Romantic kissing isn’t a normal activity in most cultures, with some people finding it uncomfortable and even repulsive, researchers have found.
Justin Garcia, at the Kinsey Institute, Indiana University, looked at 168 cultures across the world to understand where kissing does and doesn’t occur.
The results of his work — “Is the Romantic-Sexual Kiss a Near Human Universal?” — are published in the journal American Anthropologist.
The study found that fewer than half (46%) of the cultures surveyed engage in romantic/sexual kissing. The scientists defined this as lip-to-lip contact which may or may not be prolonged.
“We hypothesised that some cultures would either not engage in romantic/sexual kissing, or find it to be a strange display of intimacy, but we were surprised to find that it was a majority of cultures that fell into this category,” said Garcia, assistant professor of gender studies.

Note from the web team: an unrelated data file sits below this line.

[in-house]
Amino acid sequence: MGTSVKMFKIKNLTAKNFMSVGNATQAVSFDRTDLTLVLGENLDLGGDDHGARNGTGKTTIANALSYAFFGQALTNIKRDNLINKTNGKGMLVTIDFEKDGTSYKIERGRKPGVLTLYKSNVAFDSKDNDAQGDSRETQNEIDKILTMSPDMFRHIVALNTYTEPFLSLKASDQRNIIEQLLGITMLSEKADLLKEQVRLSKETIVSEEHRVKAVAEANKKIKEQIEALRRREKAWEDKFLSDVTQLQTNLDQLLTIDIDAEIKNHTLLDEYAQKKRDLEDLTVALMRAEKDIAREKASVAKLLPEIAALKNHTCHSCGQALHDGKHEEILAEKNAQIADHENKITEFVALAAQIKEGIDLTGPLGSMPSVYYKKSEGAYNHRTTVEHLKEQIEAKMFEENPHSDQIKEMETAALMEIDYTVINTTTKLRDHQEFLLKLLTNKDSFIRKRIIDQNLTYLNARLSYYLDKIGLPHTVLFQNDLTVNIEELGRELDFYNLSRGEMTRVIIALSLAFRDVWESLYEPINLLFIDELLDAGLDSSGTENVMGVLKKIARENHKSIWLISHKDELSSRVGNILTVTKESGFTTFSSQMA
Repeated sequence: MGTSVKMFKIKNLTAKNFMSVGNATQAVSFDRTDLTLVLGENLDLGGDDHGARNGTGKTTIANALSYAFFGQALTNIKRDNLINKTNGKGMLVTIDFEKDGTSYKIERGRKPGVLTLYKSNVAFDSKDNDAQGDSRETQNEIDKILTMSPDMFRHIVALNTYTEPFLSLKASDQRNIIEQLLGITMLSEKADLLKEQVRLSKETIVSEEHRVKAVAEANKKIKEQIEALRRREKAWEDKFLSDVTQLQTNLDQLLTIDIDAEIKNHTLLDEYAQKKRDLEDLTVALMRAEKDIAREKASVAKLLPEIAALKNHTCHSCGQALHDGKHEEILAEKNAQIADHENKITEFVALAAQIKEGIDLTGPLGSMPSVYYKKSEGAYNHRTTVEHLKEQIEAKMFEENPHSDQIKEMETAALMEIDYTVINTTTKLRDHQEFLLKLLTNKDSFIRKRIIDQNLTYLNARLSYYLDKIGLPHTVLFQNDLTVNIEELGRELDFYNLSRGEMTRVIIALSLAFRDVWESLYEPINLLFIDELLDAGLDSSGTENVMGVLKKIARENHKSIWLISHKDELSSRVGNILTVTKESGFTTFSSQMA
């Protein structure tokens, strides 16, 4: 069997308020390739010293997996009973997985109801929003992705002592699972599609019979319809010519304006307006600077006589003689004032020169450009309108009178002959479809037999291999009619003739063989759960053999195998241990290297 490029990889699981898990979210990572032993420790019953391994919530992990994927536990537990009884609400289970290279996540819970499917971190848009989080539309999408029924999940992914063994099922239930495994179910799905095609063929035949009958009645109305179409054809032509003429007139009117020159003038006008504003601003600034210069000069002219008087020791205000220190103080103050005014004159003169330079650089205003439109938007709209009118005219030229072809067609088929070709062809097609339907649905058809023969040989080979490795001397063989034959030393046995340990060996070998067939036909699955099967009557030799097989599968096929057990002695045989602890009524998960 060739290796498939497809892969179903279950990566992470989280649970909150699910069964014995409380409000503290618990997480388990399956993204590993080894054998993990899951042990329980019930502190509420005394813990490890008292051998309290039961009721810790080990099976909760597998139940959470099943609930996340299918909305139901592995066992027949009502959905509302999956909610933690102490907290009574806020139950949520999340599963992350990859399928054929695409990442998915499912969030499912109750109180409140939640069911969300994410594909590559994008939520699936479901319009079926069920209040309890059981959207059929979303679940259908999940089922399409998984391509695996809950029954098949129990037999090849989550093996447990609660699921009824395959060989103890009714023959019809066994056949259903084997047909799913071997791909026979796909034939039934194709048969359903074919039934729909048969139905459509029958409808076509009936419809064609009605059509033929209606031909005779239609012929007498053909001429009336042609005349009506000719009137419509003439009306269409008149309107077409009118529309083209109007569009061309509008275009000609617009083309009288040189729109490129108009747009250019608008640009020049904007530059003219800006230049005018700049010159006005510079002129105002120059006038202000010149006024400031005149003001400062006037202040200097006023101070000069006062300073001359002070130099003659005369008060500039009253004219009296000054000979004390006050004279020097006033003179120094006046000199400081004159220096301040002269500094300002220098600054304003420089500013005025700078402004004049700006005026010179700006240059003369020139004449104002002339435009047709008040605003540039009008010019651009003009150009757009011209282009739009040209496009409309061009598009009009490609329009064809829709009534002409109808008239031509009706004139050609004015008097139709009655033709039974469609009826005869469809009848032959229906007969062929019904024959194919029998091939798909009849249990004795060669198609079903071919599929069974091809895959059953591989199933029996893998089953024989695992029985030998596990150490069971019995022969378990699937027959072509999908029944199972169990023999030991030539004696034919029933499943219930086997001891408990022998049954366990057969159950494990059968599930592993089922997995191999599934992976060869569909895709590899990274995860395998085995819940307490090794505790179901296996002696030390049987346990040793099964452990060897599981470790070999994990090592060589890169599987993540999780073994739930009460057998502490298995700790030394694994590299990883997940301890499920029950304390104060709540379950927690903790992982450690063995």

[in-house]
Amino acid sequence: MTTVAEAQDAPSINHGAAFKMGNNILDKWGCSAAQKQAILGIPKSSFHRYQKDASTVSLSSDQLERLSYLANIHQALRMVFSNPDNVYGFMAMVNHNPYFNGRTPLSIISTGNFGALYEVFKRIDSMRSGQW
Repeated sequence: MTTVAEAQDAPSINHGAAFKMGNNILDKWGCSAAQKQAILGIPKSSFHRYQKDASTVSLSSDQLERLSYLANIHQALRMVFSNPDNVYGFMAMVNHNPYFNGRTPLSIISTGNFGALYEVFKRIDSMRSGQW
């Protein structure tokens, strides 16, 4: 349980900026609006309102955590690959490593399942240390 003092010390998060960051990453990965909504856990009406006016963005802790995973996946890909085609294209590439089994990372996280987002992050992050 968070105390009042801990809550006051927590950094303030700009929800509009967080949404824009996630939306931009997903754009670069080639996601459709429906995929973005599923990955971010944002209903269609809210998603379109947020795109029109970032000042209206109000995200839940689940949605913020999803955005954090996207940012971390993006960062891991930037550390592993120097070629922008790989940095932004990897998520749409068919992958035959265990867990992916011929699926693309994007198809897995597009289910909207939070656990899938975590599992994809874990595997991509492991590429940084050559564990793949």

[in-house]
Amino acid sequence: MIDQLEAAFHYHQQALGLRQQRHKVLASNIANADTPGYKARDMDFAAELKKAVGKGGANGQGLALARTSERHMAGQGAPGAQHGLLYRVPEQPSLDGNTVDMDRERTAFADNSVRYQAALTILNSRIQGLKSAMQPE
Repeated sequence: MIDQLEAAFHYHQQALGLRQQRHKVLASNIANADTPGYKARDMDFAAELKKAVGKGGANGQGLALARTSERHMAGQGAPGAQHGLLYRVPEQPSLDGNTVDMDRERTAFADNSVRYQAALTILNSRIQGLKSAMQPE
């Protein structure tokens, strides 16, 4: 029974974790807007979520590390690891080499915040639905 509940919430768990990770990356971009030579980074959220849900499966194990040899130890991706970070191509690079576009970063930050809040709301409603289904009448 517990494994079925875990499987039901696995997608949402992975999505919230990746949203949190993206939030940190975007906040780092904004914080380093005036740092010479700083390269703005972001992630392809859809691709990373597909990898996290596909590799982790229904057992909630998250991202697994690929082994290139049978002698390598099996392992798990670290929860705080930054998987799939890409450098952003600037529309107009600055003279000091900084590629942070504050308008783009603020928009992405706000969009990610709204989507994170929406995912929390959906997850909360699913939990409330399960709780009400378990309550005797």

“This is a real reminder of how Western ethnocentrism can bias the way we think about human behavior.”
Romantic kissing is most prevalent in the Middle East where all 10 of the cultures studied engaged in it. In North America, 55% of cultures had romantic kissing, and 70% in Europe and 73% in Asia.
But there’s no evidence of romantic kissing in Central America. And none could be found in Sub-Saharan Africa, New Guinea or the Amazon.
The research also found a relationship between social complexity and kissing. The more socially complex and stratified a society is, the higher the frequency of romantic kissing.
Garcia says it’s not clear where romantic/sexual kissing evolved from. Some animals have similar behaviours. Chimpanzees are known to engage in open-mouth kissing.
“There is likely a biological underpinning to kissing, as it can often involve exchange of pheromones and saliva, and also pathogens — which might be particularly dangerous in societies without oral hygiene, where kissing may lead to spread of respiratory or other illness,” he says.
“But this is only in societies that have come to see the erotic kiss as part of their larger romantic and sexual repertoires. How that shift occurs is still an open question for research.”
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